Cheerwine -- the bubbly, wild cherry-flavored soft drink that's an institution in the South -- calls itself a brand on the move, with a plan for 100% national distribution by its 100th anniversary in 2017.
Based in Salisbury, N.C., Cheerwine parent Carolina Beverage Corp. is the oldest continuing soft-drink company still owned by the same family (the Ritchie family).
The soda is sold in North Carolina, Virginia, West Virginia, Delaware, Maryland, Tennessee, Kentucky, South Carolina, Alabama, Georgia, Florida and California. Outside of the Carolinas, it is distributed primarily by Pepsi, a partnership that is enabling its geographic expansion, reports Tom Barbitta, SVP marketing and sales for the brand.
In addition, Cheerwine’s original formula (sweetened with cane sugar and sold in glass bottles) can be found in specialty stores in all 50 states, and both formulas are sold online.
Since early 2011, Cheerwine has been running a multimillion-dollar campaign, from New York-based agency Woods Witt Dealy & Sons, touting the brand’s having been a soft-drink “Legend” since 1917. (Tagline: “Born in the South. Raised in a glass.”)
In the Southeast, radio ads featuring true “tales” from Cheerwine fans -- for instance, a serviceman who carried a glass bottle of Cheerwine in his backpack throughout his tour in Afghanistan, drinking it only as he was boarding a plane for home -- are one key component. As part of a partnership with best-selling indie rocker group The Avett Brothers (North Carolina natives and big Cheerwine fans), Scott Avett has also voiced a series of radio spots. Other traditional media used by the brand include out-of-home and 15-second TV spots.
Social media and word of mouth are particularly critical in driving awareness and trial for Cheerwine’s expansion, as well as relationship-building with existing fans, says Barbitta. Cheerwine’s “authenticity, passion and purpose,” in addition to its unique flavor, are its core differentiators from the giant soft drink companies with which it competes, so it’s all about “getting people to discover us,” he says.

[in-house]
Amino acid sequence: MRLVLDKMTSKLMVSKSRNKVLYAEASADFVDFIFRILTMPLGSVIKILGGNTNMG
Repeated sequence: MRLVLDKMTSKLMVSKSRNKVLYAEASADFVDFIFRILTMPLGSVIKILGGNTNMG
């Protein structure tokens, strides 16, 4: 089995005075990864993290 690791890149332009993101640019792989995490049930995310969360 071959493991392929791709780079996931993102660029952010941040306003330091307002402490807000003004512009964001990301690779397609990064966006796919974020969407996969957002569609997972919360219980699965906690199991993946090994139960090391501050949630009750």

Staying “real” is the guiding principle behind all of the brand team’s engagements through Facebook, Twitter and Pinterest, according to Barbitta. “We don’t want to sound corporate, because we’re not corporate, in that we’re not driven by EPS and traditional Wall Street financial measures,” he says. “At the same time, there’s no reason that a brand like ours can’t play on a larger, national stage.”
“Legendary Giveback” Concert
Giving back to the community has always been central to the brand’s values, and this year, those efforts have focused on a new initiative called the “Legendary Giveback.”
The centerpiece of the initiative was an Oct. 19 charity concert by The Avett Brothers, held in Charlottesville, Va.
All proceeds from the event went to Big Brothers Big Sisters, Operation Homefront and the University of Virginia Children’s Hospital.
Fans who couldn’t attend the event were encouraged, through the brand’s site, Facebook page and other social channels, to pledge some hours of volunteer time to one of those charities (or a charity of their choice) – with pledges rewarded with exclusive Livestream access to the live concert.
As an added incentive, Cheerwine promised to reward the U.S. town that pledged the most hours by hosting concert viewing parties in that town. It also threw viewing parties at college campuses around the South, organized by its standing army of college-student brand ambassadors (called “Cheerwine Czars”).